Adam McKay’s best known as the director of Will Ferrell comedies like Anchorman and Step Brothers. His films tend to be weird, bizarre, and silly. But his 2010 buddy cop comedy The Other Guys ended on a note that was more outraged than outrageous: Animated infographic closing credits that outlined the reasons and details of the 2008 economic collapse (which was the background of the case investigated in the film by Ferrell and Mark Wahlberg’s characters).

In hindsight, that was probably the first clue that McKay would eventually wind up here, directing The Big Short, based on the non-fiction book by Michael Lewis (who also wrote the books that inspired Hollywood hits The Blind Side and Moneyball). McKay’s put aside the wacky shenanigans (or at least pushed them into the background) and brought the subtext into focus, following a group of men (played by the impressive quartet of Christian Bale, Brad Pitt, Ryan Gosling, and Steve Carell) as they predict and then attempt to exploit the impending 2008 recession. Here’s the official plot synopsis:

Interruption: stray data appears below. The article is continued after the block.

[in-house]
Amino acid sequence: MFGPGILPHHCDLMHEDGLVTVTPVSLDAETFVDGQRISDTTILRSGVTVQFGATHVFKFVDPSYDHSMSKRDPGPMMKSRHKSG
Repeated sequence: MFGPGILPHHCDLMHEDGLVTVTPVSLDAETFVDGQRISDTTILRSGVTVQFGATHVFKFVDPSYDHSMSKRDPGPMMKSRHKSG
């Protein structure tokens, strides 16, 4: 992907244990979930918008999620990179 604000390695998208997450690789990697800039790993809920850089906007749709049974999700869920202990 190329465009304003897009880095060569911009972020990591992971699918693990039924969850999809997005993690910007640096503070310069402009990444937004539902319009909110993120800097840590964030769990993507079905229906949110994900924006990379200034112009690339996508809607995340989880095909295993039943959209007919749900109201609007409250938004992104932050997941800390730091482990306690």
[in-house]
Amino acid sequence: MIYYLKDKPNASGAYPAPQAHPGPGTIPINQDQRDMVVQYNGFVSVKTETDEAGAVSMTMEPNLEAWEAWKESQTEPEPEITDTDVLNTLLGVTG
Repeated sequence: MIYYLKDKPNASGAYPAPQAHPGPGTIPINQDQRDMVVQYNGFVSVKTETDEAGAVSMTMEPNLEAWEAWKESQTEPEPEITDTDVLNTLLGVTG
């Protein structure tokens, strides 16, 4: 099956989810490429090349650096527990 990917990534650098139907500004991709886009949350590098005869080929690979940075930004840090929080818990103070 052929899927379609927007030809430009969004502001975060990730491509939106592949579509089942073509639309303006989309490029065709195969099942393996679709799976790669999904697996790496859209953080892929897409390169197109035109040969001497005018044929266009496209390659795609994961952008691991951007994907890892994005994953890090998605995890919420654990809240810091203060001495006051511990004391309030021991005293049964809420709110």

When four outsiders saw what the big banks, media and government refused to, the global collapse of the economy, they had an idea: The Big Short. Their bold investment leads them into the dark underbelly of modern banking where they must question everyone and everything.  Based on the true story and best-selling book by Michael Lewis (The Blind Side, Moneyball),  and directed by Adam Mckay (Anchorman, Step Brothers) The Big Short stars Christian Bale, Steve Carell, Ryan Gosling and Brad Pitt.

The Big Short opens in theaters this Christmas.

It’s certainly outside of McKay’s comfort zone, but he’s a talented guy and an underrated artist; I’m hopeful his absurdist comedy will feel right at home amidst the absurdity of the American economy at its worst. The Big Short opens in limited release on December 11, and expands on December 23.

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